Finally, the survivors of torture perspective has helped us to acknowledge and start to address high levels of secondary trauma among our health providers, who experience accumulated psychological stress ‎from hearing and responding to the experiences of injured patients.[7] Data from our dual-loyalty trainings and evaluations reveal that our staff are eager for more training, support, and guidance around how to process and reduce the stress of their daily work. In summary, we believe that our role as health leadership in a large jail system is greatly aided by having training and experience caring for survivors of torture. As academic institutions and public health agencies become increasingly involved in oversight of correctional health care, creating a systematic approach to training and evaluating health staff in these areas will improve patient care as well as general accountability. Although (or because) health staff assigned to specific facilities may face retaliation or resistance to engaging in this type of work, we believe that health leadership in jails and prisons should be trained and empowered to critically assess the burden and nature of injuries and the opportunities for risk reduction.


Figure 1. Survivors of torture training; applications in jail and the community

Survivors of Torture Clinics Correctional Physicians
Goals -Document physical and mental health consequences

-Inform care

-Support immigration/asylum claim

-Document physical and mental health consequences-Inform care-Ensure accountability
History Taking -Extensive; covers both incidents involving torture and also those that did not but resulted in scars -Limited, generally single incident relating to an injury
Physical Examination -Head to toe; all scars as well as musculoskeletal system -Brief, limited to injury site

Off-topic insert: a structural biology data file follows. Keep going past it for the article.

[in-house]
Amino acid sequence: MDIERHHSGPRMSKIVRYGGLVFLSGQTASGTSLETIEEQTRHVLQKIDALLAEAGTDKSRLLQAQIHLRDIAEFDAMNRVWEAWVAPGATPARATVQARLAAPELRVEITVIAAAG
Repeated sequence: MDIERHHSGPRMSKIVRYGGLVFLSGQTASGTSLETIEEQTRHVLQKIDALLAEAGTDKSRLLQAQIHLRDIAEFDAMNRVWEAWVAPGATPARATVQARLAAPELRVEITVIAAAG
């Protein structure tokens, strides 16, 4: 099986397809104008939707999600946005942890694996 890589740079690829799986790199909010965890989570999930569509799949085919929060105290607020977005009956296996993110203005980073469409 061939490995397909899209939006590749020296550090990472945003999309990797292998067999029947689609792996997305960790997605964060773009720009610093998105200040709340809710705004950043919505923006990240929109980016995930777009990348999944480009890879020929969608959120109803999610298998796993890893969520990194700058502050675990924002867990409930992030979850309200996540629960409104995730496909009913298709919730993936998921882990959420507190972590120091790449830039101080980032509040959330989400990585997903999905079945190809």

Outputs – Evaluation in medical records-Written affidavit-Testimony when needed – Evaluation in medical records-Written report to investigatory authorities
Concerns/Management -Training-Secondary trauma to staff caring for patients- Retaliation against persons reporting or documenting abuse  -Training

– Secondary trauma to staff caring for patients

-Confidential settings for  examination often difficult to ensure

– Retaliation against persons reporting or documenting abuse



Ross MacDonald, MD, is the Medical Director of the Bureau of Correctional Health Services at the New York City Department of Health and Mental Hygiene.

Zachary Rosner, MD, is the Deputy Medical Director of the Bureau of Correctional Health Services at the New York City Department of Health and Mental Hygiene.

Homer Venters, MD, MS, is the Assistant Commissioner of the Bureau of Correctional Health Services at the New York City Department of Health and Mental Hygiene.

Please address correspondence to: c/o Homer Venters, 42-09 28th St, 10th floor, Queens, NY, 11101-4132. Email:




[1] MacDonald R, Parsons A, Venters HD. The triple aims of correctional health: patient safety, population health, and human rights. J Health Care Poor Underserved. 2013 Aug;24(3):1226-34.

[2] Glowa-Kollisch S, Andrade K, Stazesky R, Teixeira P, Kaba F, Macdonald R, Rosner Z, Selling D, Parsons A, Venters H. Data-Driven Human Rights: Using the Electronic Health Record to Promote Human Rights in Jail. Health and Human Rights 2014, 16/1.

[3] Kaba F, Lewis A, Glowa-Kollisch S, Hadler J, Lee D, Alper H, Selling D, MacDonald R, Solimo A, Parsons A, Venters H. Solitary confinement and risk of self-harm among jail inmates. Am J Public Health. 2014 Mar;104(3):442-7.

[4] Metalios EE1, Asgary RG, Cooperman N, Smith CL, Du E, Modali L, Sacajiu G. J Gen Intern Med. Teaching residents to work with torture survivors: experiences from the Bronx Human Rights Clinic. 2008 Jul;23(7):1038-42.

[5] Ludwig A, Parsons, A, Cohen, L, Venters H. Injury Surveillance in the NYC Jail System, Am J Public Health 2012 Jun;102(6).

[6] Kaba F, et al, Ibid.

[7] Glowa-Kollisch S, MacDonald R, Rosner Z, Venters H, Data-Driven Human Rights: Using Data from Dual Loyalty Trainings to Detect and Promote the Care of Vulnerable Patients in Jail. Health and Human Rights. In Press.